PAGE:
Last edited by Open Mind; October 28th, 2009, 07:43 AM.

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          • #6
            John Mulholland
            Magician John Mulholland was recruited by the CIA in 1953 to teach covert operators "the art of deception". Editor of the largest magic magazine of the 1930s, in his youth was taught magic by Harry Houdini's personal secretary John William Sargent

            John Mulholland was reportedly part of the MK-ULTRA project, to test people (apparently without consent) with LSD and other drugs etc. some have claimed he may have used slight of hand techniques to spike drinks. Over decade earlier he had written a book debunking psychic claims, however the 1953 project reportedly also involved some ESP research.
            Last edited by Open Mind; September 6th, 2009, 08:55 AM.

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            • #7
              Harry Price

              Researcher/magician Harry Price, another friend of Harry Houdini, offered a prize challenge in the 1920s. In the 1930s he was trying to introduce UK legislation that would have restricted research and public performance of psychic claims during WW2.

              While Harry Price supported several claims psi phenomena were genuine, winning the initial support of proponents, he became viewed with suspicion by both psi proponents and opponents.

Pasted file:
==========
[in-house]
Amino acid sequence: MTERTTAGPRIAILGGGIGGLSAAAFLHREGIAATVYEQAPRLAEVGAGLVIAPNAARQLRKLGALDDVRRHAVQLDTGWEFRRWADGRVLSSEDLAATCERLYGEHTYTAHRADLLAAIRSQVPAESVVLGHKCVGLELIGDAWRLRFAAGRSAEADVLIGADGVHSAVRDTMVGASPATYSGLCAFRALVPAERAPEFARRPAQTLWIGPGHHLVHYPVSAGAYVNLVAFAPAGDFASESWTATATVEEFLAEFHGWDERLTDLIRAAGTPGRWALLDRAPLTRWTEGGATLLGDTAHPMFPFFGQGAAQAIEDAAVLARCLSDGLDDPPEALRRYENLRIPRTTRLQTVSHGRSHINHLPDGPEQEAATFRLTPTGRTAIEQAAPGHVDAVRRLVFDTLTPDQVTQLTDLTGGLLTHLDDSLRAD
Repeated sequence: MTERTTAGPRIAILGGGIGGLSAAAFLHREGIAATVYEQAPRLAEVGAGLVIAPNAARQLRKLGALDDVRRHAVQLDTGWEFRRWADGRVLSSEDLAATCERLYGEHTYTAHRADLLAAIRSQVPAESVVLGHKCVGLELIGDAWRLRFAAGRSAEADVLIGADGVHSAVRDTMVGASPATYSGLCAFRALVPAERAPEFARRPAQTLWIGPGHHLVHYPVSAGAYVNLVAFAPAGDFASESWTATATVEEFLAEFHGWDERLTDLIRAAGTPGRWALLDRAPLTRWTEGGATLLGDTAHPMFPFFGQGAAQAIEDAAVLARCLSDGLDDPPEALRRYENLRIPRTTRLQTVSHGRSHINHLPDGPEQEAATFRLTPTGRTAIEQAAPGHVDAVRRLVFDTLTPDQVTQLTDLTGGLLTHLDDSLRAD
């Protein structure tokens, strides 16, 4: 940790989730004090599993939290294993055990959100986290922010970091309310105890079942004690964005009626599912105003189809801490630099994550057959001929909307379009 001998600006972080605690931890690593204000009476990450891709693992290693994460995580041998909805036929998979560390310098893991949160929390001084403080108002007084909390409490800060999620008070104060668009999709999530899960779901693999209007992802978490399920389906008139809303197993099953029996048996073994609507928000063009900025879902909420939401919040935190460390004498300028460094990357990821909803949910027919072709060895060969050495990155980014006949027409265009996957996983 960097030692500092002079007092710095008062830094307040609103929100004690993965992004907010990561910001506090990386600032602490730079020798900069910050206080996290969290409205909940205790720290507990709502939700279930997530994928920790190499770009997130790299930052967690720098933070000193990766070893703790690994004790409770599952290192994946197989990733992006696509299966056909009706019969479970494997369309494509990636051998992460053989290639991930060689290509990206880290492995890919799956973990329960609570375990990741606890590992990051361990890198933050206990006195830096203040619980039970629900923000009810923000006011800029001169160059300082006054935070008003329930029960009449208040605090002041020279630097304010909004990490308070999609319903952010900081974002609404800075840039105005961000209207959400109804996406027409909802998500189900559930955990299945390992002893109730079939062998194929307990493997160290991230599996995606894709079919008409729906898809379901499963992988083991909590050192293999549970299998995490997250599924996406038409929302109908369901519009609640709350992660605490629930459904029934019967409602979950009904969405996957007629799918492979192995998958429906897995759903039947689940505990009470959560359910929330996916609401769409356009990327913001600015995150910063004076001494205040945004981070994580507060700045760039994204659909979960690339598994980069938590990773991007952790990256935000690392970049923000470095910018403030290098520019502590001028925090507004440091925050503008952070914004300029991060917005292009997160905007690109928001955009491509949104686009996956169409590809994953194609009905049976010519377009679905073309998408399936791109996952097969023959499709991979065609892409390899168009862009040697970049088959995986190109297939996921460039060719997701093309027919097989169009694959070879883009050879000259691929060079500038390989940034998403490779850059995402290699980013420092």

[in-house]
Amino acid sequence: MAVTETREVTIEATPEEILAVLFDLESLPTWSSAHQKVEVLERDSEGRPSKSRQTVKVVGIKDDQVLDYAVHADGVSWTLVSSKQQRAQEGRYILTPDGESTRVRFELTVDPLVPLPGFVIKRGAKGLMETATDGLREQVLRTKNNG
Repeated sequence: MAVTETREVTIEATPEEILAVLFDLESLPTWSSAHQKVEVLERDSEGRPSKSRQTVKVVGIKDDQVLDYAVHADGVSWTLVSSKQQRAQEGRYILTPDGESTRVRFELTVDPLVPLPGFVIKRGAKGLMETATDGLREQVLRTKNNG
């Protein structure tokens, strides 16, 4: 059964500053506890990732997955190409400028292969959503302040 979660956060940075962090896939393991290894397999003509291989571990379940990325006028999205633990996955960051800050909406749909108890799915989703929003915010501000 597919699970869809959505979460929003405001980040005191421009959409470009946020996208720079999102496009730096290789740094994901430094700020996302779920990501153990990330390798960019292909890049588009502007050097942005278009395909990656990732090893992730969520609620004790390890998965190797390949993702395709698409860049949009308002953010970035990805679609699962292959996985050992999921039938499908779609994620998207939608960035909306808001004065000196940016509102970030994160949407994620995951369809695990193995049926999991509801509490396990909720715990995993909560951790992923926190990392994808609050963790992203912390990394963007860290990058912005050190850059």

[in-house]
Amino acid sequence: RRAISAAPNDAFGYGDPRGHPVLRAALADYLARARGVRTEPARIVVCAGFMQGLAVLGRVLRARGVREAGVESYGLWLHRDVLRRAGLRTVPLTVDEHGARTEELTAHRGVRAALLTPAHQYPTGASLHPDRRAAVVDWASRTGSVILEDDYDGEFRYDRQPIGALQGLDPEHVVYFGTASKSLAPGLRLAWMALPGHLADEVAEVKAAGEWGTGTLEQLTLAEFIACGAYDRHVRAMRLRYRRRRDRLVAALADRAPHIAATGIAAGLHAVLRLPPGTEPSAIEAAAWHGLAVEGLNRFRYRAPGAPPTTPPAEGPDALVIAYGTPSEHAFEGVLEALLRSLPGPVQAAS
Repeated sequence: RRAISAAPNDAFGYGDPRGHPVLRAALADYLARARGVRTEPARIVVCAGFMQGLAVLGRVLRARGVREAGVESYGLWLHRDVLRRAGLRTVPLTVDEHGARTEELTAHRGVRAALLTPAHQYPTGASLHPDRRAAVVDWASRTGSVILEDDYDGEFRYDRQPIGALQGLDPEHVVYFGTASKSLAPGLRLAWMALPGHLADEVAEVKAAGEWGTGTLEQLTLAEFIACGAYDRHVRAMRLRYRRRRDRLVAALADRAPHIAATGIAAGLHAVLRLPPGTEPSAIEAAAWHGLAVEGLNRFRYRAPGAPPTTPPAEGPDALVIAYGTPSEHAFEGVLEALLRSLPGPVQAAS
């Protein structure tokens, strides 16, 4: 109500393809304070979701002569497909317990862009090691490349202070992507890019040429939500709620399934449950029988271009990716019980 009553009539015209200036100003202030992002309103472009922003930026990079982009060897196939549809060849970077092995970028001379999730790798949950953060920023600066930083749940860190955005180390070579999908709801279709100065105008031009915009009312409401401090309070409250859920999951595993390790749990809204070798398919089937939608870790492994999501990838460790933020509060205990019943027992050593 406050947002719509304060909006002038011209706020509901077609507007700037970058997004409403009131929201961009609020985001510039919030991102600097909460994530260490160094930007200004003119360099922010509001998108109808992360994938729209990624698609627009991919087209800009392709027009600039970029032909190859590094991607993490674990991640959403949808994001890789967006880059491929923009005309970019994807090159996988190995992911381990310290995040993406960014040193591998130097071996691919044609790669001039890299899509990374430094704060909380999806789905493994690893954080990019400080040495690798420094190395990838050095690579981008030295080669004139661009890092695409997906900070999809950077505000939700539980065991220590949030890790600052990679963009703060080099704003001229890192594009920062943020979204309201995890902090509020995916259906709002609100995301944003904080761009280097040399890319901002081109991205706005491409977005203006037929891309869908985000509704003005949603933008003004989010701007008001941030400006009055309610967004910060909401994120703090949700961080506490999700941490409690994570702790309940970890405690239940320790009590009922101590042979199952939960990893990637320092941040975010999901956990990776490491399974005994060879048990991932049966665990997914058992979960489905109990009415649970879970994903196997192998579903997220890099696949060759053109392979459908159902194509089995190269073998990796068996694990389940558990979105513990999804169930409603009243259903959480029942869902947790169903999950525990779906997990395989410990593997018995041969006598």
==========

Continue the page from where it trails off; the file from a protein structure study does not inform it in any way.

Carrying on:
Interestingly Harry Price experimental controls in labs were carefully designed to prevent fraud and he had documented evidence of psychic phenomena e.g. Stella Cranshaw lab experiments .... however Harry Price effectively wrecked his own research/reputation by making media shows out of testing more ludicrous claims such as a talking mongoose, turning a goat into a man .... which of course gloriously failed.

              Harry Price first supported the claim of psychic Rudi Schneider who was very successful in his lab in front of other witnesses (including magician William Goldston, author of over 40 books on magic) .... . Price even challenged magicians £1000 to replicate the Schneider effects (none took up the challenge, one of the Maskelyne's family of magicians withdrew) ...... however Price then discredited Rudi Schneider over a single unproven incident of alledged cheating, which even if true doesn't seem likely to explain prior successes.